2023 PRI Show

Shoulder Surgery Put On Hold As Scott Bloomquist Plots 2024 Plans

Shoulder Surgery Put On Hold As Scott Bloomquist Plots 2024 Plans

Count Scott Bloomquist among the drivers having solidified plans at this week’s Performance Racing Industry Trade Show ahead of the new racing season.

Dec 8, 2023 by Kyle McFadden

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Count Scott Bloomquist among one of the countless drivers and teams having solidified plans at this week’s Performance Racing Industry Trade Show in Indianapolis ahead of the new racing season. 

The newly turned 60-year-old who will eventually have to undergo shoulder surgery but just can’t quite fathom being out of the drivers’ seat for another extended period of time, so he’s elected to put off the surgery for the time being. Bloomquist, never short on optimism and confidence, feels he can get back to racing competitively, at the level he desires, despite his afflictions. 

“Well, once I realized how long it could be, and the insurance — jumping hoops and going through all this stuff before OK'ing the surgery — that was going to drag out,” Bloomquist told DirtonDirt.com on Thursday. "Then when you add the six-month recovery time, it would’ve been a whole year. After (the World Finals at) Charlotte, I knew I could do it. I was fine afterwards. I could run 100 laps. I figured out how to keep my leg from getting numb by how I do my feet and s---.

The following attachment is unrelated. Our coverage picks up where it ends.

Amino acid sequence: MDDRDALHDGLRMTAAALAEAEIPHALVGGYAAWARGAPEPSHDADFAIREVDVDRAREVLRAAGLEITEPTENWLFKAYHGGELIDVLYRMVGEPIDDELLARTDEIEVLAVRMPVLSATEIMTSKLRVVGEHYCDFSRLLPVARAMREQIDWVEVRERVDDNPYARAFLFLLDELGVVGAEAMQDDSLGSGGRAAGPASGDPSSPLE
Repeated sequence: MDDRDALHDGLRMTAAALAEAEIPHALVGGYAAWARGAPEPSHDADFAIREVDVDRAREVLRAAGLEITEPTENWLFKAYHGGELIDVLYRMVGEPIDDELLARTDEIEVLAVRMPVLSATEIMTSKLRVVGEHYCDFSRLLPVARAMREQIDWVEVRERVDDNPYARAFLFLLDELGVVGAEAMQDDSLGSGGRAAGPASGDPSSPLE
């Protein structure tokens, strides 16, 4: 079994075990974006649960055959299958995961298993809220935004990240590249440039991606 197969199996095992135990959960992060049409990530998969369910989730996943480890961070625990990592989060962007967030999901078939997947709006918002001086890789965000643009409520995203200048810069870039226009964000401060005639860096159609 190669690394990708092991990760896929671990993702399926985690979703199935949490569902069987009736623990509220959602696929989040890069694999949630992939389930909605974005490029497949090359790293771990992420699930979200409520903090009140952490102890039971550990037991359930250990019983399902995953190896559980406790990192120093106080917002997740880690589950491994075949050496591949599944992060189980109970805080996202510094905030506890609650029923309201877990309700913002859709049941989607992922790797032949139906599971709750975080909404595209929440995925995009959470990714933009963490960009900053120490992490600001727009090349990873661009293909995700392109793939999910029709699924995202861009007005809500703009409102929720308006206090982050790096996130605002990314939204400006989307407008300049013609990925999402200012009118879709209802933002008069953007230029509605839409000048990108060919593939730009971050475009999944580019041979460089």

“We’re going to go ahead and start back up in March. That’s what we’re planning. We’re going to hit the big events and run a lot more than I expected.”

Following Nov. 3’s seventh-place finish on the second night of the World Finals at the Dirt Track at Charlotte — the Mooresburg, Tenn.’s first completed feature in exactly a year, since last season’s World Finals — Bloomquist tasted what’s possible when he toughs out the days ahead of him. 

What was just as impressive during that top-10 run amid one of the stiffer touring fields of the year is that Bloomquist made it happen with a broken left foot and, of course, the bum shoulder that eventually needs rotator cuff repairs. Those injuries only add to his overwhelming medical difficulties in recent years, which include treatable prostate cancer, on-and-off numbness in his right foot and leg, and a decompressed L5 disk in his back. 

“I felt good getting back at it at Charlotte,” Bloomquist said. “It’s been long enough. I’ve always been mentally ready. It’s just been killing me not to be doing it. It’s bad. When you have these things happen, it’s like I feel it. Man, my foot, I’m just getting to the point now I can walk without much of a limp. I think the bones have healed up pretty good. That’s not going to be a problem. Yeah, I have to quit hurting myself.” 

Immediately after Bloomquist’s promising run at Charlotte's 4/10-mile oval, he told DirtonDirt.com his tentative, initial outlook was finding a window to complete and recover from the shoulder surgery in time for next June’s Dirt Late Model Dream. He also knew this route — putting off the surgery and easing the pain with periodic cortisone shots for the time being — was just as likely.